Trivia question time.
Since the 2021 season, who has the most NASCAR Cup Series wins after Kyle Larson? Here’s a hint: it’s another Hendrick Motorsports driver. Another hint: he already has a win this year.
For those who haven’t figured it out yet, the answer is Alex Bowman, who has five wins to Larson’s 11.
Yet Bowman still seems to be somewhat overlooked as a serious contender. Kyle Busch unloading over the in-car radio after Bowman won at Las Vegas didn’t help matters. Sure, Busch was more upset that he didn’t win than the fact that it was Bowman who did, but his comments about Bowman “backing into” wins led to people pulling the stats.
Fact: Bowman hasn’t dominated the races he’s won. Also a fact: winning is winning. Bowman has developed into a consistent Cup Series driver and is now a consistent winner. Being in the playoffs is becoming a given, and Bowman is on the edge of breaking into that Championship 4 group.
Either way, Bowman deserves more respect than he’s getting. His win at Vegas came about because he outdrove Larson, who is considered the best in the Cup Series today.
Who else can say they’ve gone from backmarker who found out they were fired via Twitter to Hendrick Motorsports sim driver to being hand-picked as Dale Earnhardt Jr.’s substitute and then replacement? What a biography it’s going to make one day. However, if you start paying attention to him now, it’ll save having to read all about it in the future.
Here are some other things that stand out after the West Coast swing:
Better for Briscoe
Before Chase Briscoe won at Phoenix Raceway, he would be on the list. All he did was just solidify his place and the belief that the Next Gen car is a game-changer for him.
Briscoe has been fast to start the season and much more comfortable driving this car than the sixth-generation car. A driver being comfortable and driving a vehicle that suits their style makes a ton of difference. For some reason, last year Briscoe, who is insanely talented, was out to lunch.
Yes, some of it was being in a tougher series and that Stewart-Haas Racing was on its back foot. And then there was Briscoe, never honing in on the feel and balance he needed with the car. This year, he has been comfortable at every type of track the series has been to, and he used the word “comfortable” in talking about Next Gen.
None of this should be a coincidence. Next Gen is harder to drive and requires some muscling around, and the drivers who are taking to that quickly are those who can adapt to such a challenge or have a background driving diverse vehicles. Briscoe is one of those, and it should pay dividends this season.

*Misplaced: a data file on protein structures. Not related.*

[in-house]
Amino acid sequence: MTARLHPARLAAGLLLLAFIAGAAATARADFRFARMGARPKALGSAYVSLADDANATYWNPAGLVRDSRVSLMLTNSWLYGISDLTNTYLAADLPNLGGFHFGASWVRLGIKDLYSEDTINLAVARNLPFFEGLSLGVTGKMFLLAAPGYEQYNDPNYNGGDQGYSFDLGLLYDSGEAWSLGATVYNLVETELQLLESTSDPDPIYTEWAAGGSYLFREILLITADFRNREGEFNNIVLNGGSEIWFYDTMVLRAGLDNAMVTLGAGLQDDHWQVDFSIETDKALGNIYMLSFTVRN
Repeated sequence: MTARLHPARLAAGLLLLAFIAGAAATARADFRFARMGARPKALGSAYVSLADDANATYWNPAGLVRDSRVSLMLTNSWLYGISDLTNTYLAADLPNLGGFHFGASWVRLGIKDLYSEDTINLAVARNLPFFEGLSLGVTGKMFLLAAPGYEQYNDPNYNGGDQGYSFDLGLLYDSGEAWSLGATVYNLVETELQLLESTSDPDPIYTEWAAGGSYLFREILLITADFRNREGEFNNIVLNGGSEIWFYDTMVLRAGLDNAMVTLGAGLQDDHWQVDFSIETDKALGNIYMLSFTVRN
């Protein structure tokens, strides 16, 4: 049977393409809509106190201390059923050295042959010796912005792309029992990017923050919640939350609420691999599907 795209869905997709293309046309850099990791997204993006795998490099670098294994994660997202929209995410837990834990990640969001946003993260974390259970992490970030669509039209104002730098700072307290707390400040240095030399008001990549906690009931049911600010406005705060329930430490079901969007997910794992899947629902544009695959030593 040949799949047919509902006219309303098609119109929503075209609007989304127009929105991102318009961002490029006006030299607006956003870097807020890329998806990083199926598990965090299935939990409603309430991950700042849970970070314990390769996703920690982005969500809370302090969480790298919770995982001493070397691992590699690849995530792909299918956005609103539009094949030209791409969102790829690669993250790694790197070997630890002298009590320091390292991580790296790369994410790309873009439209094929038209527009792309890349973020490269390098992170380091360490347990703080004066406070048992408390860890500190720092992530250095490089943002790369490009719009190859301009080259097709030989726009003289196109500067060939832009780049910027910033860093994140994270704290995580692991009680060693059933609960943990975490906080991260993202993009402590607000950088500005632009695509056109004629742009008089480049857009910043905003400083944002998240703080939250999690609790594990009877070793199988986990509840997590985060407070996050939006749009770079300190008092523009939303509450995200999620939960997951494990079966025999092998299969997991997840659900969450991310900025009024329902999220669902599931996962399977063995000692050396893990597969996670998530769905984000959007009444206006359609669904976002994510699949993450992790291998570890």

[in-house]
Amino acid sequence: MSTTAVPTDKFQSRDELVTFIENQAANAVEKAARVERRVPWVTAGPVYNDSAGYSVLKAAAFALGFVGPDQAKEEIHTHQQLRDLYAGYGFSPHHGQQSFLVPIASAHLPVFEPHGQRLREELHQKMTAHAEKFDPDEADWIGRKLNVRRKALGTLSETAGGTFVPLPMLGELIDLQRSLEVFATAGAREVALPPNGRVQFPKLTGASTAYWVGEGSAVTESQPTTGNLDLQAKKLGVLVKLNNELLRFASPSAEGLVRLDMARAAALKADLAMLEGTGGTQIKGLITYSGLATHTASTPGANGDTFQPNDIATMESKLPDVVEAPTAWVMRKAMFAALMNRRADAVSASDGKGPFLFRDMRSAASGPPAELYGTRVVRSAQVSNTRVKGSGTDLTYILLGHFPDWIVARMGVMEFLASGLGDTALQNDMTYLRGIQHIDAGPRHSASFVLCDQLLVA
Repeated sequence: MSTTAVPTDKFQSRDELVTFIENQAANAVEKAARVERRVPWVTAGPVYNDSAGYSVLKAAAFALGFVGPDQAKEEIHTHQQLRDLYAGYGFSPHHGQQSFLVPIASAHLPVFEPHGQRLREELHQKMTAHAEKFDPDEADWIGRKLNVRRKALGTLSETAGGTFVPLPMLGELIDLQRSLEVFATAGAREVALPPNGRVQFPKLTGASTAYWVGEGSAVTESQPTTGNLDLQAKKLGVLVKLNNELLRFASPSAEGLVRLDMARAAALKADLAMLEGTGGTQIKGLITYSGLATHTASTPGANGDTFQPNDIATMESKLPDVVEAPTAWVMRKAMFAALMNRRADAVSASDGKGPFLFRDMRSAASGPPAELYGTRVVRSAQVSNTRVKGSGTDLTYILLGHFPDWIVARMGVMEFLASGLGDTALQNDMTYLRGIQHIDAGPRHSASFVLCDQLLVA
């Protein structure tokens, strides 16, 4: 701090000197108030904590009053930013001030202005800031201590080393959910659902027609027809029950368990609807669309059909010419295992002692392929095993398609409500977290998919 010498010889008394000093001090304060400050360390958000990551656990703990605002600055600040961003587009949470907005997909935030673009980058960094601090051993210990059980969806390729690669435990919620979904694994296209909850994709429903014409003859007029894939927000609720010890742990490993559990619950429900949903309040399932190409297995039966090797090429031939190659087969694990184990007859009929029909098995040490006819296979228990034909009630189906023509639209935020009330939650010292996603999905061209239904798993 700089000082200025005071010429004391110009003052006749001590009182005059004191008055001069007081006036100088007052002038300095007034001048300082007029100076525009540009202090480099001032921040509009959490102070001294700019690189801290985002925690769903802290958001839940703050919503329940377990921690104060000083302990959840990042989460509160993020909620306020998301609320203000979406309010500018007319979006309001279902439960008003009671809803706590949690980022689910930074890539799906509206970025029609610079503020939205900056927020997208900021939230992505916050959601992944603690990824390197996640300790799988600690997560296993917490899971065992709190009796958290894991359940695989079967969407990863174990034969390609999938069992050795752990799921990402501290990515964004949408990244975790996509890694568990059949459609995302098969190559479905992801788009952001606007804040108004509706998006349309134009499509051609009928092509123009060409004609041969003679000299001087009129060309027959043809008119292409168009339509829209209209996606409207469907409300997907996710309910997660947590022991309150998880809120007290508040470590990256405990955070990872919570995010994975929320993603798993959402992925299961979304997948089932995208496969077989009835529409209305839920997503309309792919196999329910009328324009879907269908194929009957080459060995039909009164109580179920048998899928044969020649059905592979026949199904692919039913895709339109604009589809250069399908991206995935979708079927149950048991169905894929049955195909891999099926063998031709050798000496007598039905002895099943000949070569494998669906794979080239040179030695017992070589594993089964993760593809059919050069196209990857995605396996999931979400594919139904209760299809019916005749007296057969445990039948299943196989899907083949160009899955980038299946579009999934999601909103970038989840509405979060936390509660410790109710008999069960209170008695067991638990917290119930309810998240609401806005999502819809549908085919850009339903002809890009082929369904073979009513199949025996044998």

New car, new stories
A lot has already been made about the early season parity the season has seen. Four different drivers won races and two were first-time winners (Austin Cindric and Briscoe). It goes deeper, though, as we see more organizations make noise during races.
Nine different organizations finished inside the top 10 at Fontana. Ross Chastain and Tyler Reddick have already led more laps this season than any of their previous seasons combined. Then there is Erik Jones putting Richard Petty back near the front with solid runs.
The list goes on. If the car is supposed to be the great equalizer, then it’s doing its job. For now, at least as teams have yet to completely wrap their hands around it and find advantages. Eventually, certain organizations will master the car and begin separating themselves from the rest of the competition. Until then, please enjoy seeing new faces in new places.
But in speaking about the new car we also need to look at the racing it’s producing. Fontana and Las Vegas were competitive and certainly more enjoyable to watch than the last few years. However, Sunday at Phoenix didn’t show much of a difference with the new car. Passing still seemed difficult.
It’s OK, though. Not every race will be a barnburner and sometimes that is the car’s fault, and sometimes, it now appears, it’s the racetrack.
There is a lot of intrigue around what other tracks Next Gen can make a difference this season, and the racing gets rave reviews.
Who has work to do
New car or not, teams also look at the West Coast swing as the first indicator of what they’re working with early in the season. A lot is learned during this stretch of racing and teams don’t really get the chance to fully implement changes or adjustments until home. Cars are prepped and ready for the West Coast during the offseason, and what you’ve got, you’ve got.
It’ll be amazing to see how things changed over the next few weeks as the series shifts to races close to home. What a stretch we’re about to embark upon – Atlanta, COTA, Richmond, Martinsville, Bristol dirt, and Talladega before we get to May.
Hendrick Motorsport, Trackhouse Racing, Richard Childress Racing, Team Penske and even Stewart-Haas Racing seem to be on solid ground right now. Or at least headed in the right direction with their fleet. The same can’t be said for RFK Racing, 23XI Racing and to some extent, Joe Gibbs Racing.
We knew it would take some time for Brad Keselowski and the revamped Roush group to show signs of improvement. The hope was that Next Gen would be a helping variable. So far, the organization has had good days where it looks like they’ve hit on something and then other days where they are struggling and getting lapped.
23XI Racing is in the same boat. Kurt Busch might have checked a box at Phoenix with a top-five finish, but man, did he scratch and claw and need all 312 laps to get there. Meanwhile, Bubba Wallace and his team shot themselves in the foot with mistakes and finished 22nd.
The hot and cold game applies to their Toyota at Joe Gibbs Racing. There have been times when Gibbs drivers have led laps and looked strong, and then a day like Phoenix where it was a fight.
These teams need to buckle down before it becomes too much to overcome.